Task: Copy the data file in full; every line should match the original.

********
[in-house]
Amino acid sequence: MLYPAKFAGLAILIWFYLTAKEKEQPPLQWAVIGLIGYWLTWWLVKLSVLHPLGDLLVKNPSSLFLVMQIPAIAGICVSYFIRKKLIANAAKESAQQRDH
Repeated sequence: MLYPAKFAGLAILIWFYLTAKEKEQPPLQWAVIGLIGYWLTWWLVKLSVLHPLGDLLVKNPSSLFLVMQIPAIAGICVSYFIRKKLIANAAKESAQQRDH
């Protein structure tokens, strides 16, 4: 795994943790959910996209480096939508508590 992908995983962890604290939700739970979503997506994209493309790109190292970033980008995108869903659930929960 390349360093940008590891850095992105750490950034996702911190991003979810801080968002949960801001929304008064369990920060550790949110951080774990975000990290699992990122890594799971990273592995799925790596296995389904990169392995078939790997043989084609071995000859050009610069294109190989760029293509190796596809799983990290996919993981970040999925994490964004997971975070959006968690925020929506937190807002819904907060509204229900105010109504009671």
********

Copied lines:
[in-house]
Amino acid sequence: MLYPAKFAGLAILIWFYLTAKEKEQPPLQWAVIGLIGYWLTWWLVKLSVLHPLGDLLVKNPSSLFLVMQIPAIAGICVSYFIRKKLIANAAKESAQQRDH
Repeated sequence: MLYPAKFAGLAILIWFYLTAKEKEQPPLQWAVIGLIGYWLTWWLVKLSVLHPLGDLLVKNPSSLFLVMQIPAIAGICVSYFIRKKLIANAAKESAQQRDH
């Protein structure tokens, strides 16, 4: 795994943790959910996209480096939508508590 992908995983962890604290939700739970979503997506994209493309790109190292970033980008995108869903659930929960 390349360093940008590891850095992105750490950034996702911190991003979810801080968002949960801001929304008064369990920060550790949110951080774990975000990290699992990122890594799971990273592995799925790596296995389904990169392995078939790997043989084609071995000859050009610069294109190989760029293509190796596809799983990290996919993981970040999925994490964004997971975070959006968690925020929506937190807002819904907060509204229900105010109504009671």